I opened a file in C and wrote it with this code:

int fd = open("soandso.txt", O_RDWR | O_CREAT);
write(fd, buf_of_data, 3);

The file now has write permission only for me and that is not what I specified in open. What am I doing wrong?

  • Please paste the output of ls -l soandso.txt . Also, if there is some more code than you've shown, please paste it using some pastebin service. – schaiba Sep 22 '16 at 12:35
  • This is the only file manipulation code. – user190346 Sep 22 '16 at 16:22

File creation permissions are modified by the umask value.

So, for example:

$ umask
$ touch xyz
$ ls -l xyz
-rw-r--r-- 1 sweh sweh 0 Sep 22 08:37 xyz

The umask value matches the standard rwx pattern, and so a value of 0022 removes ----w--w- permissions from the newly created file.

We can change this:

$ umask 002
$ touch abc
$ ls -l abc
-rw-rw-r-- 1 sweh sweh 0 Sep 22 08:38 abc

Now the 002 mask only removes -------w-

To create files with no masking

$ umask 0
$ touch def
$ ls -l def
-rw-rw-rw- 1 sweh sweh 0 Sep 22 08:40 def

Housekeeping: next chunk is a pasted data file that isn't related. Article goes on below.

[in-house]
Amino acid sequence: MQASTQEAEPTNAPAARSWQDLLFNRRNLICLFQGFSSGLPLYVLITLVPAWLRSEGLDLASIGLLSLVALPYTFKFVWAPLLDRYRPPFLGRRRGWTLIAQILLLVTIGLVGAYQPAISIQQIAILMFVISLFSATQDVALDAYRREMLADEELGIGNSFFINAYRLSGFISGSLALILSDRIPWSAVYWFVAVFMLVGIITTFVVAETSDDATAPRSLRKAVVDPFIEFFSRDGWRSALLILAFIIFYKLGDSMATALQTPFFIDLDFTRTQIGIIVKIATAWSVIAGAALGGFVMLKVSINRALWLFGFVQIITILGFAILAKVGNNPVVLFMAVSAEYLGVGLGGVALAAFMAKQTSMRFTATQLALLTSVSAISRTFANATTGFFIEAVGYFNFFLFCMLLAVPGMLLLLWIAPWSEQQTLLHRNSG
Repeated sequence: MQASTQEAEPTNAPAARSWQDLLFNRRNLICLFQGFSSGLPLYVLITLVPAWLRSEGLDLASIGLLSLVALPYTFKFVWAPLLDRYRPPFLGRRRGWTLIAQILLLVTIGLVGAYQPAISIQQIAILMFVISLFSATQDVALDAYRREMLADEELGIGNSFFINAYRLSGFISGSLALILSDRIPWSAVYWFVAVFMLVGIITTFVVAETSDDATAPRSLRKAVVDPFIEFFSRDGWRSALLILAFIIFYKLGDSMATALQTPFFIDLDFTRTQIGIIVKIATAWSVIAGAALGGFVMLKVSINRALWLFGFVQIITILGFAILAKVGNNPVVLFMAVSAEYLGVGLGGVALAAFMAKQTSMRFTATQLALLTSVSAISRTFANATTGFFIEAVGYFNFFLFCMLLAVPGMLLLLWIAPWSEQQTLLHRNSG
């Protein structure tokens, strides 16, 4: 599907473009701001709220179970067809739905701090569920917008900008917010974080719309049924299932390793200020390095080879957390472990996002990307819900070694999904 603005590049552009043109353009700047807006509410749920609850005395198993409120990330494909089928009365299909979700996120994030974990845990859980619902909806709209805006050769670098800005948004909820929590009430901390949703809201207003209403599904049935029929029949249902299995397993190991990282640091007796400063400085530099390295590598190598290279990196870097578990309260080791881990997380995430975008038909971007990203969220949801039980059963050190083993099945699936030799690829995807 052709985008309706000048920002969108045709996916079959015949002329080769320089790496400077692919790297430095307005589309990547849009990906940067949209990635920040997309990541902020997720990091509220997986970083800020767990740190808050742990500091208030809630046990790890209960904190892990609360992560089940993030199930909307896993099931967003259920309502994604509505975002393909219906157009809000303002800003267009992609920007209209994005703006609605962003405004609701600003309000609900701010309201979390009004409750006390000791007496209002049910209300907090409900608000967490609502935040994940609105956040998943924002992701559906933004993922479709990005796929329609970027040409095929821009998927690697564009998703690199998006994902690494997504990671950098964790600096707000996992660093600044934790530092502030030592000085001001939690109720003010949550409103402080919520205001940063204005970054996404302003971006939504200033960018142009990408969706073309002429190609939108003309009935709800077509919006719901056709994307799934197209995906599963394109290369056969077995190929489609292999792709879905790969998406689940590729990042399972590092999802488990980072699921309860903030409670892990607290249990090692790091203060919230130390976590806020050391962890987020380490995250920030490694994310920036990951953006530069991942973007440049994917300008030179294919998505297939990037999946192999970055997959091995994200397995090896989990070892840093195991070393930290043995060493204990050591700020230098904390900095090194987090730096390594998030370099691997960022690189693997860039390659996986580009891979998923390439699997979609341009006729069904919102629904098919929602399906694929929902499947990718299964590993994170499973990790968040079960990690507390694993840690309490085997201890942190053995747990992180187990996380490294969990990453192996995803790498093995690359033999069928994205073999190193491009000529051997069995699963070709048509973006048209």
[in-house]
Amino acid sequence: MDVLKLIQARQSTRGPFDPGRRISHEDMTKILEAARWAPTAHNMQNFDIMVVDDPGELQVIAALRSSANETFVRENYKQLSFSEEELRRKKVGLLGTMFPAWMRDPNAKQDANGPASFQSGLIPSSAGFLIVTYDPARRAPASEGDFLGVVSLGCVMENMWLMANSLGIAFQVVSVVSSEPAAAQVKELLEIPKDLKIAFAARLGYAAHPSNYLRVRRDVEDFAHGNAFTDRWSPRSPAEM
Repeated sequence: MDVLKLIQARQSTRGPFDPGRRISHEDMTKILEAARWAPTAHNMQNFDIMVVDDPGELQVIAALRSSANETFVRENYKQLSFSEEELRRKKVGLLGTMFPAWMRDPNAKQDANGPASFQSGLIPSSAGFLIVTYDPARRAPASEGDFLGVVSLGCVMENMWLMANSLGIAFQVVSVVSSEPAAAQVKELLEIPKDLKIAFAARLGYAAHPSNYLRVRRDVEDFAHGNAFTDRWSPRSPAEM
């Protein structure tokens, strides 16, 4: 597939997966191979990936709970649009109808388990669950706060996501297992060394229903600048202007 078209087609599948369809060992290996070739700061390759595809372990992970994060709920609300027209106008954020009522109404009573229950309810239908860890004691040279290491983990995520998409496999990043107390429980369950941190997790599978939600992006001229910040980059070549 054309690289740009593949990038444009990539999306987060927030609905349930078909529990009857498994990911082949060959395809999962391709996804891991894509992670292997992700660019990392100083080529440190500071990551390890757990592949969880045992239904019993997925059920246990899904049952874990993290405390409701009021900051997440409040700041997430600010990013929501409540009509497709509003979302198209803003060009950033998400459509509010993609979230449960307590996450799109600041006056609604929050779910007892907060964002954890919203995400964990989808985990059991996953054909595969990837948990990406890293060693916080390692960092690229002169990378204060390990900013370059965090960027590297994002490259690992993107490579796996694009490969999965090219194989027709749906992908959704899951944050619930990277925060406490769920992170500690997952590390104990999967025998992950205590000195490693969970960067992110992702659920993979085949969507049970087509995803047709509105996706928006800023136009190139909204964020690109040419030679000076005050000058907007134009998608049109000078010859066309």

If you want your program to ignore the umask value then you must explicitly call the umask(2) function before calling open(2)

Note that when using open(2) with the O_CREAT flag then you should also pass a permission mode. eg


In this case the mode field is also modified via the umask value so the actual mode of the creation is (mode & ~umask).

| improve this answer | |
  • "then you must explicitly call the umask(2) function" ... or pass the mode as argument 3 to the open() call. – Patrick Sep 22 '16 at 12:45
  • @Patrick umask modifies the mode value as well in this case. – Stephen Harris Sep 22 '16 at 12:50
  • Hence why I said "or". Though I would argue that passing the mode is the proper method. Especially considering if you want to set bits, such as those >= 01000, or the executable bits. Neither of which the umask method will handle. – Patrick Sep 22 '16 at 15:08
  • @Patrick if you do open("foo",O_RDWR|O_CREAT,0666) and have a umask of 022 then the resulting file will still be 0644. If you want want to create a 666 file then you must clear the umask first. If you don't need to create it 0666 then you can chmod() the file after creation. – Stephen Harris Sep 22 '16 at 15:25
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    @MarkYisri You need to do both; the manpage for open(2) says that you must specify a mode value when using O_CREAT. And you need to ensure the umask matches what you want to ensure the result is what you want. – Stephen Harris Sep 22 '16 at 16:37

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